Many Americans Struggle to Meet Healthcare Costs
Recent research conducted and published by Gallup in partnership with West Health underscores a sad fact, one that roughly 98 million Americans are already painfully aware of. The issue is the often-prohibitive cost of healthcare and the difficult decisions many must make to meet it.
The study results were extensive and concerning. Here are some of the things people felt they had to do to make medical ends meet:
- 26% skipped medical care or prescriptions
- 10% cut back on utilities
- 7% skipped a meal
- 6% borrowed money
Lower household incomes naturally played a part in these coping measures. However, even among those earning $180,000 annually, 19% took one or more of the above steps to accommodate medical costs. Women were disproportionately affected, particularly those under 50.
The ever-increasing cost of healthcare is a vicious cycle that everyone in the medical profession must do their part to ease. Let’s consider the bigger picture of how letting some people suffer financially is bad for both the individual and the country.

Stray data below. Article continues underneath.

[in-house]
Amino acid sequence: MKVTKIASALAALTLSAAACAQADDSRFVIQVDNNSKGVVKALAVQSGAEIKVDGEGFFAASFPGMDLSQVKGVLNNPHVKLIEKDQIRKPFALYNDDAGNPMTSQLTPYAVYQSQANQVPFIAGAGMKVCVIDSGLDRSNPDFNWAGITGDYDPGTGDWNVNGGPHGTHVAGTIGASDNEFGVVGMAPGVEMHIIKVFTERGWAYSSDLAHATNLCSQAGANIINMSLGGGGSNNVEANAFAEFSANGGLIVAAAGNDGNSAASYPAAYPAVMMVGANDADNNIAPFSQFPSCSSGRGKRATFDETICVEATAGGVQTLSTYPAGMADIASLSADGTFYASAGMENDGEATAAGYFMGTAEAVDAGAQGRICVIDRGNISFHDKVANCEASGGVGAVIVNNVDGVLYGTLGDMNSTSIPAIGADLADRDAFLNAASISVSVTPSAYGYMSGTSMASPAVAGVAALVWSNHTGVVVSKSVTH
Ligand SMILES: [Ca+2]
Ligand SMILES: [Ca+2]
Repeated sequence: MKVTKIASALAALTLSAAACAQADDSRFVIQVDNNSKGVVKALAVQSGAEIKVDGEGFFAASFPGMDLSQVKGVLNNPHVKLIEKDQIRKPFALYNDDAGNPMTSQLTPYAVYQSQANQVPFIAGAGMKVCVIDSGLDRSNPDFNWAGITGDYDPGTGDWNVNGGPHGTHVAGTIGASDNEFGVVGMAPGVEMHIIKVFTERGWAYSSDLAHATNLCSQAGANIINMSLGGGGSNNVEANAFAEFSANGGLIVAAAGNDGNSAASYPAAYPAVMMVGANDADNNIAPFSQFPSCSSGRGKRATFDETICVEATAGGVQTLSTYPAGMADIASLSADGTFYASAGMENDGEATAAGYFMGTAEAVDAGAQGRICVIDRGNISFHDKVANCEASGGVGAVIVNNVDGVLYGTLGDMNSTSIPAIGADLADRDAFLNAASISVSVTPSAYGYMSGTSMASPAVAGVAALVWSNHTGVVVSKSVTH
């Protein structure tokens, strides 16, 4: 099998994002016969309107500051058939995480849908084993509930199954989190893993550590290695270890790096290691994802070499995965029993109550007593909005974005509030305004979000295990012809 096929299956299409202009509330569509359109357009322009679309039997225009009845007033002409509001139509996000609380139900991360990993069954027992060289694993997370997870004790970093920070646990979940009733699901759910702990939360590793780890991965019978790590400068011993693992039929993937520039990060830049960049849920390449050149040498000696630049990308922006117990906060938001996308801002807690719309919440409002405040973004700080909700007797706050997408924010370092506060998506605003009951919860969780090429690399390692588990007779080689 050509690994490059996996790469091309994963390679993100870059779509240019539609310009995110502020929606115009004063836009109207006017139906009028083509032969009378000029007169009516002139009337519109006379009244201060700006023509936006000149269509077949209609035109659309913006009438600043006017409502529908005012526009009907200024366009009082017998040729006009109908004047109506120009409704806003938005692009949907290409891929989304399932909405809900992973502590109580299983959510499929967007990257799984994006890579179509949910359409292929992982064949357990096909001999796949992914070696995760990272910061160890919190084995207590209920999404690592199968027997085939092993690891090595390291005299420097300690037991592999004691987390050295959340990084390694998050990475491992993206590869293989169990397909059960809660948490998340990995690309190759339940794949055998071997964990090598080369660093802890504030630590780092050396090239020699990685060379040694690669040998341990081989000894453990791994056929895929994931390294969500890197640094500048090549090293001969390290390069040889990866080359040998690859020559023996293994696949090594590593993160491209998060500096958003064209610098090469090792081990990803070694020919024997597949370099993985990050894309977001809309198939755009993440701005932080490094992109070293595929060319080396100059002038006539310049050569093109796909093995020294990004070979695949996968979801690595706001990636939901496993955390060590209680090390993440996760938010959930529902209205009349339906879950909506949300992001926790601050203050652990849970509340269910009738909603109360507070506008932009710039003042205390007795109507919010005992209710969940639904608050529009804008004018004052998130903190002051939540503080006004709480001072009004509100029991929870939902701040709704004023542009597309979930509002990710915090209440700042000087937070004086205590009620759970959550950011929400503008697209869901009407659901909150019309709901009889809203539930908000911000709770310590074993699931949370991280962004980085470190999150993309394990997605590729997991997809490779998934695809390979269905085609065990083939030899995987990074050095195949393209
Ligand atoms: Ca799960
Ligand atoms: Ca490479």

The National Impact of High Healthcare Costs
People in poor health either work below their capacity or can’t work at all, neither of which increases their likelihood of affording medical care or promotes a healthy economy. Nor does the massive amount of money needed to treat those who fall into the financial hole of skyrocketing medical expenses.
The National Health Council estimates that chronic disease (which includes both physical and mental illness) is projected to cost America $4.2 trillion dollars in lost economic output and treatment costs by next year. More than one in four Americans has multiple chronic conditions, and the number of people suffering from chronic pain is only going to get higher. It will have increased by 37% in 2030, a figure that translates into 46 million more sick people, for a total of 171 million Americans in medical need. You can bet that medical costs will continue to soar between 2022 and 2030, making positive action by the medical community a responsibility, not a choice. As a cost-efficient, evidence-based therapy, chiropractic can provide a great role in easing the financial struggle for patients.